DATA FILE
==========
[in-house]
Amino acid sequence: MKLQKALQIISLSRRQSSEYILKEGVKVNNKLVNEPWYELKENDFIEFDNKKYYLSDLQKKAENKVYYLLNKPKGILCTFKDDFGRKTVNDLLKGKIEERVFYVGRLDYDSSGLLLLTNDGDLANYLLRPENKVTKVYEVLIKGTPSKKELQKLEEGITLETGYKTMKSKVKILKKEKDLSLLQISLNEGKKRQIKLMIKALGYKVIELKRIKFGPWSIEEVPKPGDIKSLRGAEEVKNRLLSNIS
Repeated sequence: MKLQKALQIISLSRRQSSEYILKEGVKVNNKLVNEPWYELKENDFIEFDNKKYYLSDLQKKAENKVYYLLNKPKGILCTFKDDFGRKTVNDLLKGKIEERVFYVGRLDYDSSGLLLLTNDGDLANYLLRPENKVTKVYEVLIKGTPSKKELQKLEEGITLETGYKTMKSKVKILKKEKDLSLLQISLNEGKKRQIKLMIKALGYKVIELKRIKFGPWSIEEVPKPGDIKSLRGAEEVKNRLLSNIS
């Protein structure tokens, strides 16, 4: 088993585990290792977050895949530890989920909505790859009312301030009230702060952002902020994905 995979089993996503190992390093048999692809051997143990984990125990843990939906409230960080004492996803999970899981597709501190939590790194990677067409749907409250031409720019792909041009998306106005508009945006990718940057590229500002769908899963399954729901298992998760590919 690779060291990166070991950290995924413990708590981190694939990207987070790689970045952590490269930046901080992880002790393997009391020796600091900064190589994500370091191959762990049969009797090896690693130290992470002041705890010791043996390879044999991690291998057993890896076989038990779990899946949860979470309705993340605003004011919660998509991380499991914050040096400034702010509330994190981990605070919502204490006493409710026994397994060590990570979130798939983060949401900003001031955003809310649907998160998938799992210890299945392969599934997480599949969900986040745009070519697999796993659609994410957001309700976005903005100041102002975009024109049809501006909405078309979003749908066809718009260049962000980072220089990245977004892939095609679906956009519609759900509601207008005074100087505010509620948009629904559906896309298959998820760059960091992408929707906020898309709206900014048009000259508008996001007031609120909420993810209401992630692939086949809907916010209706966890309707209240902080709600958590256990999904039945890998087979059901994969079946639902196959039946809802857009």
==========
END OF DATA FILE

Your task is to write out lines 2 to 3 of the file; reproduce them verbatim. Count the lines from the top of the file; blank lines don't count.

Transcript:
Amino acid sequence: MKLQKALQIISLSRRQSSEYILKEGVKVNNKLVNEPWYELKENDFIEFDNKKYYLSDLQKKAENKVYYLLNKPKGILCTFKDDFGRKTVNDLLKGKIEERVFYVGRLDYDSSGLLLLTNDGDLANYLLRPENKVTKVYEVLIKGTPSKKELQKLEEGITLETGYKTMKSKVKILKKEKDLSLLQISLNEGKKRQIKLMIKALGYKVIELKRIKFGPWSIEEVPKPGDIKSLRGAEEVKNRLLSNIS
Repeated sequence: MKLQKALQIISLSRRQSSEYILKEGVKVNNKLVNEPWYELKENDFIEFDNKKYYLSDLQKKAENKVYYLLNKPKGILCTFKDDFGRKTVNDLLKGKIEERVFYVGRLDYDSSGLLLLTNDGDLANYLLRPENKVTKVYEVLIKGTPSKKELQKLEEGITLETGYKTMKSKVKILKKEKDLSLLQISLNEGKKRQIKLMIKALGYKVIELKRIKFGPWSIEEVPKPGDIKSLRGAEEVKNRLLSNIS